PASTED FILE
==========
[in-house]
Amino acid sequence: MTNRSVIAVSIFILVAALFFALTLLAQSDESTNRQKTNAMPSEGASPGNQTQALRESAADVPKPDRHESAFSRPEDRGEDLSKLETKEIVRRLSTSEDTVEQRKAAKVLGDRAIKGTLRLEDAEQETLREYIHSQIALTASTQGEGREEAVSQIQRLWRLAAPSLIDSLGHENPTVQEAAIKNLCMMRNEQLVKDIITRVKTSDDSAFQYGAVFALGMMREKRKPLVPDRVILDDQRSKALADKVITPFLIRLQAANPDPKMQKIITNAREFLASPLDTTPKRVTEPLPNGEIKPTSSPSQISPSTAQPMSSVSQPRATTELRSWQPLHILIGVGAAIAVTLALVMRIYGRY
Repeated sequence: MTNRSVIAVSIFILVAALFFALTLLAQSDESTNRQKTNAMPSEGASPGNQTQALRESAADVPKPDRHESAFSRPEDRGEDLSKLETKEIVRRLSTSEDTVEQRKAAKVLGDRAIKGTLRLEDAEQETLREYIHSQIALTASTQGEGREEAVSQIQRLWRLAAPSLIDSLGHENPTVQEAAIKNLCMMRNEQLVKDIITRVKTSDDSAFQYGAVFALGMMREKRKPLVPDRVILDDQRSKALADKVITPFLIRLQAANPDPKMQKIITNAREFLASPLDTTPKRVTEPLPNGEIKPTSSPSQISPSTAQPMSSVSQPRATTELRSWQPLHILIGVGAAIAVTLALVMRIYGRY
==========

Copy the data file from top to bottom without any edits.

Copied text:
[in-house]
Amino acid sequence: MTNRSVIAVSIFILVAALFFALTLLAQSDESTNRQKTNAMPSEGASPGNQTQALRESAADVPKPDRHESAFSRPEDRGEDLSKLETKEIVRRLSTSEDTVEQRKAAKVLGDRAIKGTLRLEDAEQETLREYIHSQIALTASTQGEGREEAVSQIQRLWRLAAPSLIDSLGHENPTVQEAAIKNLCMMRNEQLVKDIITRVKTSDDSAFQYGAVFALGMMREKRKPLVPDRVILDDQRSKALADKVITPFLIRLQAANPDPKMQKIITNAREFLASPLDTTPKRVTEPLPNGEIKPTSSPSQISPSTAQPMSSVSQPRATTELRSWQPLHILIGVGAAIAVTLALVMRIYGRY
Repeated sequence: MTNRSVIAVSIFILVAALFFALTLLAQSDESTNRQKTNAMPSEGASPGNQTQALRESAADVPKPDRHESAFSRPEDRGEDLSKLETKEIVRRLSTSEDTVEQRKAAKVLGDRAIKGTLRLEDAEQETLREYIHSQIALTASTQGEGREEAVSQIQRLWRLAAPSLIDSLGHENPTVQEAAIKNLCMMRNEQLVKDIITRVKTSDDSAFQYGAVFALGMMREKRKPLVPDRVILDDQRSKALADKVITPFLIRLQAANPDPKMQKIITNAREFLASPLDTTPKRVTEPLPNGEIKPTSSPSQISPSTAQPMSSVSQPRATTELRSWQPLHILIGVGAAIAVTLALVMRIYGRY